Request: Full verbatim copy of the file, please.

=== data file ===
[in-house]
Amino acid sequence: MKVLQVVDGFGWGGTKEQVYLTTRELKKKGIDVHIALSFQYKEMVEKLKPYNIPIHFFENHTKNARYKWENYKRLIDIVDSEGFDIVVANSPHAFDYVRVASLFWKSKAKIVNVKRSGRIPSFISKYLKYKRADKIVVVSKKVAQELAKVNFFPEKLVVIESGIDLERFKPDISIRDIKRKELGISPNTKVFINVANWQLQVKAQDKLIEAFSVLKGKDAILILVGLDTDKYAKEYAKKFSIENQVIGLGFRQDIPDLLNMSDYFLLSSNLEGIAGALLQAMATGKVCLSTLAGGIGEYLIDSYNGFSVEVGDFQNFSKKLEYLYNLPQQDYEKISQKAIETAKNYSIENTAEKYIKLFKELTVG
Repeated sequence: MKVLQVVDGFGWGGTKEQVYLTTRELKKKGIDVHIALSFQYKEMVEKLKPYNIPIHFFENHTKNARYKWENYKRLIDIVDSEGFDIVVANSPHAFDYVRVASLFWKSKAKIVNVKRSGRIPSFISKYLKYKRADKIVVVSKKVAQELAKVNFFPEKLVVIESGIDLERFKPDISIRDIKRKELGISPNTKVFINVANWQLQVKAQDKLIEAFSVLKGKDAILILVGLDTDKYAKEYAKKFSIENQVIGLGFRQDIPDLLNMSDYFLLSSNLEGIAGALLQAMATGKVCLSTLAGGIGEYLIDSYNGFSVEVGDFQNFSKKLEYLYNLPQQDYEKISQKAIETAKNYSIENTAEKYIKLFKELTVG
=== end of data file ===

[in-house]
Amino acid sequence: MKVLQVVDGFGWGGTKEQVYLTTRELKKKGIDVHIALSFQYKEMVEKLKPYNIPIHFFENHTKNARYKWENYKRLIDIVDSEGFDIVVANSPHAFDYVRVASLFWKSKAKIVNVKRSGRIPSFISKYLKYKRADKIVVVSKKVAQELAKVNFFPEKLVVIESGIDLERFKPDISIRDIKRKELGISPNTKVFINVANWQLQVKAQDKLIEAFSVLKGKDAILILVGLDTDKYAKEYAKKFSIENQVIGLGFRQDIPDLLNMSDYFLLSSNLEGIAGALLQAMATGKVCLSTLAGGIGEYLIDSYNGFSVEVGDFQNFSKKLEYLYNLPQQDYEKISQKAIETAKNYSIENTAEKYIKLFKELTVG
Repeated sequence: MKVLQVVDGFGWGGTKEQVYLTTRELKKKGIDVHIALSFQYKEMVEKLKPYNIPIHFFENHTKNARYKWENYKRLIDIVDSEGFDIVVANSPHAFDYVRVASLFWKSKAKIVNVKRSGRIPSFISKYLKYKRADKIVVVSKKVAQELAKVNFFPEKLVVIESGIDLERFKPDISIRDIKRKELGISPNTKVFINVANWQLQVKAQDKLIEAFSVLKGKDAILILVGLDTDKYAKEYAKKFSIENQVIGLGFRQDIPDLLNMSDYFLLSSNLEGIAGALLQAMATGKVCLSTLAGGIGEYLIDSYNGFSVEVGDFQNFSKKLEYLYNLPQQDYEKISQKAIETAKNYSIENTAEKYIKLFKELTVG